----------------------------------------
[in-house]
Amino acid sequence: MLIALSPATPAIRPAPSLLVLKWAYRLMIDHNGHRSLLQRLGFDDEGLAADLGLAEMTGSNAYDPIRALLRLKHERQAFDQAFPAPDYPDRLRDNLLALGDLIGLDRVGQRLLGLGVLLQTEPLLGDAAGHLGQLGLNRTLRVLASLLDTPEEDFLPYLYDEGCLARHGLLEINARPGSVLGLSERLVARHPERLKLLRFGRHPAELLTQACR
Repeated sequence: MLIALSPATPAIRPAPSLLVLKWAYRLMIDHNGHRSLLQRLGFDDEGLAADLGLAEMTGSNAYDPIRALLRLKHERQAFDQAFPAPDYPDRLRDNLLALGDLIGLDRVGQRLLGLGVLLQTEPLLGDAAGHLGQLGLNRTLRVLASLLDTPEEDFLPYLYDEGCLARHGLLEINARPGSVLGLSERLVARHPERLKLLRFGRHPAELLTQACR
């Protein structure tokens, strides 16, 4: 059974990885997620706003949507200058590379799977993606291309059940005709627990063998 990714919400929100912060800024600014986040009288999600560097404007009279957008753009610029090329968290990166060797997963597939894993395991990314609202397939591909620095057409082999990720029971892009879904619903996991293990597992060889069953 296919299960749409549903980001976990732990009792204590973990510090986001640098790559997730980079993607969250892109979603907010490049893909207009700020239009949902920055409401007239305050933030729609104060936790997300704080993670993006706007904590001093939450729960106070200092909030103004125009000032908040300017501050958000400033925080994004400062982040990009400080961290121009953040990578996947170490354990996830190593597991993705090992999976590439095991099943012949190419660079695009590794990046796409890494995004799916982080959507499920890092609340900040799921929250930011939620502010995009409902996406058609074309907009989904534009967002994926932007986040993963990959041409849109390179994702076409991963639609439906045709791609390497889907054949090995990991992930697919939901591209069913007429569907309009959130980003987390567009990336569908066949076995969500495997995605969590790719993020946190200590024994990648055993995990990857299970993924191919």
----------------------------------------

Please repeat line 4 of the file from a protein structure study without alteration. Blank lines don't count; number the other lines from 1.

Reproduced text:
């Protein structure tokens, strides 16, 4: 059974990885997620706003949507200058590379799977993606291309059940005709627990063998 990714919400929100912060800024600014986040009288999600560097404007009279957008753009610029090329968290990166060797997963597939894993395991990314609202397939591909620095057409082999990720029971892009879904619903996991293990597992060889069953 296919299960749409549903980001976990732990009792204590973990510090986001640098790559997730980079993607969250892109979603907010490049893909207009700020239009949902920055409401007239305050933030729609104060936790997300704080993670993006706007904590001093939450729960106070200092909030103004125009000032908040300017501050958000400033925080994004400062982040990009400080961290121009953040990578996947170490354990996830190593597991993705090992999976590439095991099943012949190419660079695009590794990046796409890494995004799916982080959507499920890092609340900040799921929250930011939620502010995009409902996406058609074309907009989904534009967002994926932007986040993963990959041409849109390179994702076409991963639609439906045709791609390497889907054949090995990991992930697919939901591209069913007429569907309009959130980003987390567009990336569908066949076995969500495997995605969590790719993020946190200590024994990648055993995990990857299970993924191919």